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Cherry Recovery Shake

 

Cherry Recovery Shake 2

Talk about a power shake! This post workout lifesaver is full of body repairing nutrients that are bound to get you on your feet in no time. As you know, exercise should be a part of your normal routine. But did you know supplying your muscles with ample nutrients is just as important? Do you even know what nutrients your muscles need?

We need to take in several minerals, amino acids, and vitamins in order to repair, recover and grow muscle tissue. If you are lacking in this department then you will not see the growth you want. Whether your goal is to define, shred, or build muscle tissue; your muscles need the same nutrients just in different quantities and times. But let’s not get too complex. Below are some of the required nutrients needed for muscle health and the good news is you can find them in this shake:

  • Cacao is full of magnesium, which plays a number of roles in the body. It is required for more than 325 enzymatic reactions. Some include: fat synthesis, protein and nucleic acids, neurological activity, muscular contraction and relaxation, cardiac activity and bone metabolism. It is also necessary to make ATP, your body’s energy currency.
  • Chia seeds are a great source of omega-3 essential fatty acids as well as minerals and antioxidants. Increased omega-3 concentrations in the blood are associated with decreased levels of pro-inflammatory markers.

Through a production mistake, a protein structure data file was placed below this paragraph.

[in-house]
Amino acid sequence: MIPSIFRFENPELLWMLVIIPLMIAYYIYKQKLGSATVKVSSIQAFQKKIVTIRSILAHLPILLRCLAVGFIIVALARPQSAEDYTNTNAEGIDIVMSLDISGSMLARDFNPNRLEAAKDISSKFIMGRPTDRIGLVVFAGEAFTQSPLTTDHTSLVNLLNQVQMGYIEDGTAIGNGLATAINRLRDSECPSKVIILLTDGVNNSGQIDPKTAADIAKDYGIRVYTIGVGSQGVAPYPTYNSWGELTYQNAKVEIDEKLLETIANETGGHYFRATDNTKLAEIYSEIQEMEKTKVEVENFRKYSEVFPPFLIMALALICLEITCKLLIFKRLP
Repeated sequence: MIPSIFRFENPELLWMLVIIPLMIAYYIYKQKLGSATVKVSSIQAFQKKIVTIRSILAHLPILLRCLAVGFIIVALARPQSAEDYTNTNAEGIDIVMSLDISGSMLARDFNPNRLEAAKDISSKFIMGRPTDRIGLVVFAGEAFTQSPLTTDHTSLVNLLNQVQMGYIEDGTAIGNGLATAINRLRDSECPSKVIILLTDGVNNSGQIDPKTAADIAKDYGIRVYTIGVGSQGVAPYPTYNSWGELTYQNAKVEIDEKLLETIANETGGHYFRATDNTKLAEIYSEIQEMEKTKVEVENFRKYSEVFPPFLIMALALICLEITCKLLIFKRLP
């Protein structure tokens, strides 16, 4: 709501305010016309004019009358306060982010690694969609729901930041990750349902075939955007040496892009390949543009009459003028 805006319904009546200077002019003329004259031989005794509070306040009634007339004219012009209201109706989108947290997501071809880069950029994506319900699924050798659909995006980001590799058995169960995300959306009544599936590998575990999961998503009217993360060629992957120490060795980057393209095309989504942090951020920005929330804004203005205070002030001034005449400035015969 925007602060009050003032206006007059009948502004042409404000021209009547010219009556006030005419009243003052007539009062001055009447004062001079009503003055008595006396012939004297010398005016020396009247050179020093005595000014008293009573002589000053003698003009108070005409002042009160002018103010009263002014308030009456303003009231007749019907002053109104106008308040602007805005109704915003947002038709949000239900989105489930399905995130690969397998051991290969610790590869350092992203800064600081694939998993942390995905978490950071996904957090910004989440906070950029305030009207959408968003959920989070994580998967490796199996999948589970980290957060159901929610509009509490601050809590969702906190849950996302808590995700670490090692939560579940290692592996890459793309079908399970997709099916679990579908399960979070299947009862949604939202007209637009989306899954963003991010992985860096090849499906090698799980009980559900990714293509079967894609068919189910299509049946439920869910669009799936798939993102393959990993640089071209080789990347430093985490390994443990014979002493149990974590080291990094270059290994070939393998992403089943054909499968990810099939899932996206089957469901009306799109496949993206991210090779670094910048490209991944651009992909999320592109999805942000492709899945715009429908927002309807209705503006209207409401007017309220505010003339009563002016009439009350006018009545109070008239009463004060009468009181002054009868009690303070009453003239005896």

• Cherries are full of vitamin C, fiber and antioxidants. Researchers believe that tart cherries’ antioxidants protect against attacks by exercise-induced free radicals, which can lead to painful inflammation. The anthocyanins (antioxidants responsible for red, purple or blue pigments in fruit/veggies) activate a molecule that helps rev up fat burning and decrease fat storage.
  • Branched chained amino acids (BCAAs) are a group of three essential amino acids: l-leucine, l-valine, and l-isoleucine. An essential amino acid (there are nine of them) is any amino acid that can’t be manufactured by the body naturally, meaning that they have to come from protein intake. BCAAs are the only amino acids metabolized inside of the muscle itself (all of the others are metabolized in the liver), and make up about 35% of muscle tissue. They are necessary for the development and maintenance of muscle tissue.
  • L-glutamine is a non-essential amino acid, that we obtain through food and we also make it internally. However, sometimes we need to supplement with L-glutamine since it is so widely used in the body and we often deplete our stores. L-glutamine is needed for brain, digestive and immune health as well as removing waste products from the bloodstream. L-glutamine also plays a major role in helping your muscles repair themselves after stress as it brings nitrogen to your muscles to stimulate muscle repair. 
  • Oats help to replenish muscle glycogen, your muscles main energy source. During hard bouts of exercise our muscles deplete glycogen so it is critical to replenish the source for your next workout. Eating quickly digested carbohydrates spikes insulin and gets amino acids into your cells (which is what you want). Oats have fiber, minerals, and vitamins a nice super food!
  • Your muscles are primarily made up of amino acids which are the building blocks of proteins. During exercise, you tear down your muscles so that they can become bigger and stronger. This happens in a process called muscle protein synthesis. In order for protein synthesis to occur, you need protein.